To be clear, the twelve days of Christmas begin with 25 December, i.e, the first day of Christmas, and continue through the Christmas Octave, i.e., 1 January, through to the day before the Feast of the Epiphany. In this way, we see clearly the distinction between Christmastide and Epiphanytide. What Shakespeare called Twelfth Night (which was, by the way, set in Illyria, the ancient land of the Albanians), is the Vigil of the Epiphany, i.e., the 5th of January. The 6th of January is the first day after the Christmas season, not the twelfth or any other day of Christmas. It is, rather, the Feast of the Epiphany, and therefore the first day of the Epiphany Octave, an octave which concludes with the Baptism of our Lord.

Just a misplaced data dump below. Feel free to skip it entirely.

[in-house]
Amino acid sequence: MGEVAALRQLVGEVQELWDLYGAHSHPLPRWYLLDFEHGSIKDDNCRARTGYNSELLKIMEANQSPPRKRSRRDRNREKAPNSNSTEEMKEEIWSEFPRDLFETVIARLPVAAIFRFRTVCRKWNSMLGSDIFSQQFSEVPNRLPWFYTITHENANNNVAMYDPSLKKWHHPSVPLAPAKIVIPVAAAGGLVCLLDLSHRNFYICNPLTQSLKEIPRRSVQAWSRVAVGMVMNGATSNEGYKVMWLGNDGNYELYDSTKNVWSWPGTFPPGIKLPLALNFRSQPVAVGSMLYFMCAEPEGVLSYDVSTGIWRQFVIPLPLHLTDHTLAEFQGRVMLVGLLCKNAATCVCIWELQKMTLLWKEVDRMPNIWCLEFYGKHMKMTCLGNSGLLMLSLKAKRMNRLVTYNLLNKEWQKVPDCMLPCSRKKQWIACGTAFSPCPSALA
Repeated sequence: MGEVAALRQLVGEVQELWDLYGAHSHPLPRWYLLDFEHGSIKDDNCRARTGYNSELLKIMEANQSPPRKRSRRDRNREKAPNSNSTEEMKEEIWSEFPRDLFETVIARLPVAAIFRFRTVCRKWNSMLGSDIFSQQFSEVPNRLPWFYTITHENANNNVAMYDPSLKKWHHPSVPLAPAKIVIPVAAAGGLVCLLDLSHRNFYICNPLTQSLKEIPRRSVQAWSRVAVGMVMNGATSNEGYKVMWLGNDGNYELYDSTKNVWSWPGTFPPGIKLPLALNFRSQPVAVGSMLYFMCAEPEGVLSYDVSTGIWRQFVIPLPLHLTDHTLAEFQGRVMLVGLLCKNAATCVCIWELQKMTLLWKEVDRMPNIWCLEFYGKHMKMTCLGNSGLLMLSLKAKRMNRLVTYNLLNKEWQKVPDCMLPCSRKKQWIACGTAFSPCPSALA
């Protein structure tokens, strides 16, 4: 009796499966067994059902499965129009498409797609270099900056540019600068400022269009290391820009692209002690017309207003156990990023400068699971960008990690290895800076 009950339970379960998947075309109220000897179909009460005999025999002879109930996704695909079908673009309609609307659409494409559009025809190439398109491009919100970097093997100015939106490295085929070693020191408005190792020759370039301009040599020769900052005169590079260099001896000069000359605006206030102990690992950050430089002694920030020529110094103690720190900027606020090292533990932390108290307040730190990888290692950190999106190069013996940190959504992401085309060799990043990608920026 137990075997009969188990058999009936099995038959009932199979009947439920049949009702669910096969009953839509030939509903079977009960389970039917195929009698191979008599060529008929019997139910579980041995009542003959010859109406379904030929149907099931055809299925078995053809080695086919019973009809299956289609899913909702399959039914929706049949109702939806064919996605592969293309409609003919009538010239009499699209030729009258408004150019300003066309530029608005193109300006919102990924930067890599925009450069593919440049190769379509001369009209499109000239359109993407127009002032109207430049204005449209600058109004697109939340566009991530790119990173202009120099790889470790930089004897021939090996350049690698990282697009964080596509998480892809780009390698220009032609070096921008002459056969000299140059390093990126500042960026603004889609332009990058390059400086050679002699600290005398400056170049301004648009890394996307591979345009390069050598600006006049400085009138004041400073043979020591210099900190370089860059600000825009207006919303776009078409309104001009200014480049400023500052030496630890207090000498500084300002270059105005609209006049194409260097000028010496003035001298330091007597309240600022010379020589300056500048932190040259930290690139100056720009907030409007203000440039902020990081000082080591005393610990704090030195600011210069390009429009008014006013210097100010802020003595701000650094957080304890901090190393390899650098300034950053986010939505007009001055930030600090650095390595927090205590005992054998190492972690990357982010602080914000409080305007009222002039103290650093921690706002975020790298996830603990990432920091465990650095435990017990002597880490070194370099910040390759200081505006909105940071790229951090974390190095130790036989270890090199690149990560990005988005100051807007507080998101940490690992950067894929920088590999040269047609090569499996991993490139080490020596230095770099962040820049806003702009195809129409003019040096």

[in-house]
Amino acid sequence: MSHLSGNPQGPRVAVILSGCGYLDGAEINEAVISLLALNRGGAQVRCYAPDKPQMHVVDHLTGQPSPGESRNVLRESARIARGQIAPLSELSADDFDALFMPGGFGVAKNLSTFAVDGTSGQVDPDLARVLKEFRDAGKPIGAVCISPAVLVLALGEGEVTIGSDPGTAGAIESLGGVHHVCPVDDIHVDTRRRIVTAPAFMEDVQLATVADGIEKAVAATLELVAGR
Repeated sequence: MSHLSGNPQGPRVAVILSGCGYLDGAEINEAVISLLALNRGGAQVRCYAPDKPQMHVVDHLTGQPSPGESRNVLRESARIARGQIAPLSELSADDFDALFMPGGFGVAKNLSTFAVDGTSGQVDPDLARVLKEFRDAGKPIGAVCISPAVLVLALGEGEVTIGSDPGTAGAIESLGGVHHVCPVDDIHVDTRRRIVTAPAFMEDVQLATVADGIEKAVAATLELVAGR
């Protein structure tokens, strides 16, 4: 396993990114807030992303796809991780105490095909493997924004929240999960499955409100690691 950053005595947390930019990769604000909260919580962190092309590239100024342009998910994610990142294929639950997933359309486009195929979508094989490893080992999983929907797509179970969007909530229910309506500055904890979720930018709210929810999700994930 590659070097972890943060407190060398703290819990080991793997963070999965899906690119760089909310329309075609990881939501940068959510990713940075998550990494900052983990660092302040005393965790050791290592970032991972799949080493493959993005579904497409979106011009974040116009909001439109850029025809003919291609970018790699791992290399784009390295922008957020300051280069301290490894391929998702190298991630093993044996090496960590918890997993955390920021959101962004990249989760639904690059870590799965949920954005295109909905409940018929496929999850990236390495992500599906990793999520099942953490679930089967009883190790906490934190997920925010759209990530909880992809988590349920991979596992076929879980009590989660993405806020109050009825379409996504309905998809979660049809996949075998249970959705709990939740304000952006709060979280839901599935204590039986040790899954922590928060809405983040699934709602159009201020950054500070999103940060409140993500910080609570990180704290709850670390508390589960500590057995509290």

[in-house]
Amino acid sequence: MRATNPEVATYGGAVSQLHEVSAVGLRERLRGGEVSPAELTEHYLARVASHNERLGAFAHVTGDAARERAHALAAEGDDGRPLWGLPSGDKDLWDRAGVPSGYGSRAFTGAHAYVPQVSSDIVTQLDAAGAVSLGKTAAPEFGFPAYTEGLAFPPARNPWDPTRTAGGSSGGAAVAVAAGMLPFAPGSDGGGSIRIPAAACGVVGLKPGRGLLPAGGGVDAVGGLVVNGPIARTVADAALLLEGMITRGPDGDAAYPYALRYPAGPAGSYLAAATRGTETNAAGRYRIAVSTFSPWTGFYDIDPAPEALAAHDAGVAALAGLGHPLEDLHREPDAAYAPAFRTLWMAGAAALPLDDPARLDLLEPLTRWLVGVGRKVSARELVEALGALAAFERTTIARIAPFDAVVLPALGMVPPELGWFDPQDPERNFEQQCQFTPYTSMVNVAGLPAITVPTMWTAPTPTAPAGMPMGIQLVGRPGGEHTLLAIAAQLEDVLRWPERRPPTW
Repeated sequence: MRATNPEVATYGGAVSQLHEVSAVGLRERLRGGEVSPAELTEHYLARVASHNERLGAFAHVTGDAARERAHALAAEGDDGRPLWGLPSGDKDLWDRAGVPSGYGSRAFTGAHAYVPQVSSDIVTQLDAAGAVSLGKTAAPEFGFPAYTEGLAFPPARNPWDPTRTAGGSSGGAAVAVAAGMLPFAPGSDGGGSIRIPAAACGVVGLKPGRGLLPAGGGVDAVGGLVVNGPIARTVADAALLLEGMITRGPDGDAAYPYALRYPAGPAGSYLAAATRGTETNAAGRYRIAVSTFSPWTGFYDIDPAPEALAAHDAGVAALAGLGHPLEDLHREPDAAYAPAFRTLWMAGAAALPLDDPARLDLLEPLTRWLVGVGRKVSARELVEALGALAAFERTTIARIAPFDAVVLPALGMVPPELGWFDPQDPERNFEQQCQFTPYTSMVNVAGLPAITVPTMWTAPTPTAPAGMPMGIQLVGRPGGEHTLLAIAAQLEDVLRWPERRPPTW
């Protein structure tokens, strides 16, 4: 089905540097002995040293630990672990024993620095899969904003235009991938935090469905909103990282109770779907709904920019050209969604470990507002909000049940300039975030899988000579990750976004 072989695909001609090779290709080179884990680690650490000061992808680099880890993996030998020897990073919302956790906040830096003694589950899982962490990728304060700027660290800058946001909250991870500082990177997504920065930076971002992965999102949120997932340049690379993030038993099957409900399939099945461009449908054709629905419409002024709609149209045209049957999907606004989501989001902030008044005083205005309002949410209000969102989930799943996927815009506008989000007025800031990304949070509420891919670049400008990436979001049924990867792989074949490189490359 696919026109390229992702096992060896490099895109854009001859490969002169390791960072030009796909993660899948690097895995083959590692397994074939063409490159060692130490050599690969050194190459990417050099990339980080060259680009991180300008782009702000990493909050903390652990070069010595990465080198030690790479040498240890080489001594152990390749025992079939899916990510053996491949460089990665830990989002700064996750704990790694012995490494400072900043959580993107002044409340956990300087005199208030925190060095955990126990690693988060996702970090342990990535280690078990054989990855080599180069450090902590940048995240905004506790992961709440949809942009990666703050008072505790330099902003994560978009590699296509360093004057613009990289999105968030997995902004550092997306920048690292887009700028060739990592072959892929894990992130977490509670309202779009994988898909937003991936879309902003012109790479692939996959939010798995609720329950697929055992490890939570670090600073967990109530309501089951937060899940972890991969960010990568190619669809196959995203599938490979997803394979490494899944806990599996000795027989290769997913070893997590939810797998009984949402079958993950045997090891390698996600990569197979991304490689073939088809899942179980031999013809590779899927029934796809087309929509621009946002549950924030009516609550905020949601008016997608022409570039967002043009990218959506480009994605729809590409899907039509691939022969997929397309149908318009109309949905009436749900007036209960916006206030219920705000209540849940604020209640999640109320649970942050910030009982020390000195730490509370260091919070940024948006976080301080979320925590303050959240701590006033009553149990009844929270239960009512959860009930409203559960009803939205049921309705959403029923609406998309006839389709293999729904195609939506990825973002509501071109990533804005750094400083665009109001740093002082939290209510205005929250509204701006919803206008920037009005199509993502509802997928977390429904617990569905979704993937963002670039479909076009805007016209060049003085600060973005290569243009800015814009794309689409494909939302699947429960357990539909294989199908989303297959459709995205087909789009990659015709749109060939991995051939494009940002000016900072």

Thursday, January 7, 2010
Christmastide & Its Parameters
Okay, after three posts in a row related to the general topic of modesty, allow me to change the subject, and throw in a quick liturgical reflection tonight. Eye witness reports tell me that at the chapel service on the Feast of the Epiphany of our Lord at one of the Concordia University campuses, the "campus pastor" emphasized that it was simultaneously Epiphany and the twelfth day of Christmas. Is this what the Concordia system produces? This is hardly the same as heresy. It is important, however, for when a preacher utters such foolish notions, it makes it difficult for his hearers to respect the rest of his preaching. The university chapel ought to be the setting for exemplary preaching, where the Gospel is preached powerfully, and where truth and scholarship are not checked at the door.